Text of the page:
Poaching

During the 116 Congress on Jan. 23, 2019, a bill was introduced to Congress that will prohibit the sale of shark fins. Shark finning has been an ongoing problem for many years, and this bill is a step in the right direction, not just for sharks, but for all animals who are being poached. As with any bill, there are exceptions. The official bill states that exceptions will be made for fins “used for noncommercial subsistence purposes in accordance with State or territorial law; used solely for display or research purposed by a museum, college or university…; or by any other person under a State or Federal permit to conduct noncommercial scientific research or if it is retained by the license or permit holder for a noncommercial purpose.”

Poaching is defined as illegally hunting or catching on land that is not one’s own or in contravention of official protection. Animals like elephants, rhinos, giraffes, tigers and sea turtles have been poached for many years. Some species, like the western black rhinoceros, have been driven to the point of extinction by poachers. Many times animals like these are hunted and killed for a small part of their body, like a horn or fin. The body part is then sold at an extremely high price to foreign nations to use in traditional medicines or cuisine.

Many conservationists have been vocal about needing a change in laws as more species get added to the endangered species list. In recent years, the number of animals killed annually has reached historic heights, for example, the number of African rhinos poached in 2010 was around 400. In 2015 it was 1,400. Due to this recent trend, many governments around the globe have enacted much stricter laws about poaching. Kenya has the harshest laws in the world for poachers, with the minimum punishment being imprisonment.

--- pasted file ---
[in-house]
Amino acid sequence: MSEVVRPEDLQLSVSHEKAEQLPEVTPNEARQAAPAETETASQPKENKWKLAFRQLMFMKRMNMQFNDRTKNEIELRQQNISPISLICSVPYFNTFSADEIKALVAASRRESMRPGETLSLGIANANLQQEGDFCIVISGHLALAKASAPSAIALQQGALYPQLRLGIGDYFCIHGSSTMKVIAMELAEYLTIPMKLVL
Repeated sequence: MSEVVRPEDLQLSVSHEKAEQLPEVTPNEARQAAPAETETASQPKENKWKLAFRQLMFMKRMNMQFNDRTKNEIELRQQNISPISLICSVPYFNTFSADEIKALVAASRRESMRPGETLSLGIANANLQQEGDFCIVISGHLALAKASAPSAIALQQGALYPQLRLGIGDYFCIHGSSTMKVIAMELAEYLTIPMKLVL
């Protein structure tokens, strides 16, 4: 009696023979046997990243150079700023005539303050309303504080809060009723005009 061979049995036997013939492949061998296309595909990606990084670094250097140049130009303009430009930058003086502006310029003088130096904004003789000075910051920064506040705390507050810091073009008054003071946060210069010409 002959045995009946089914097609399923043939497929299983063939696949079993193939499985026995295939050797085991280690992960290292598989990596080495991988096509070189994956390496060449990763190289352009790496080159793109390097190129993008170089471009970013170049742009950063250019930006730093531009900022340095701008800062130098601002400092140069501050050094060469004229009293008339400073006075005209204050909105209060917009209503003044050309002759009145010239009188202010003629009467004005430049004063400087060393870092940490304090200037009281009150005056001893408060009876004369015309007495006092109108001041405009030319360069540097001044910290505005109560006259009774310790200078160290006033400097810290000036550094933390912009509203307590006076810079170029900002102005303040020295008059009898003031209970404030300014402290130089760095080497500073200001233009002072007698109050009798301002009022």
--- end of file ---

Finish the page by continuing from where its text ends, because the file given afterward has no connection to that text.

Poaching doesn’t just affect only one species; it affects the entire ecosystem, which then can affect an entire country’s economy. All animals, on some level, are connected with one another. When the population of a certain species decreases, the population of another rises. Sometimes, certain species are needed as population control. Take sharks for example. They are apex predators, meaning that they are the top of the food chain. When the number of sharks goes down, the number of their prey goes up. Without having sharks eating the fish, the general fish population will grow out of control. Normally, this will even out, but when humans interfere and sharks start becoming endangered, there will be an overpopulation of fish, which negatively affects the ocean’s ecosystems.

The fact that countries have started to enforce laws against poaching is a step in the right direction for endangered species on earth. With stricter law enforcement, these animals have a chance of getting off the endangered species list.

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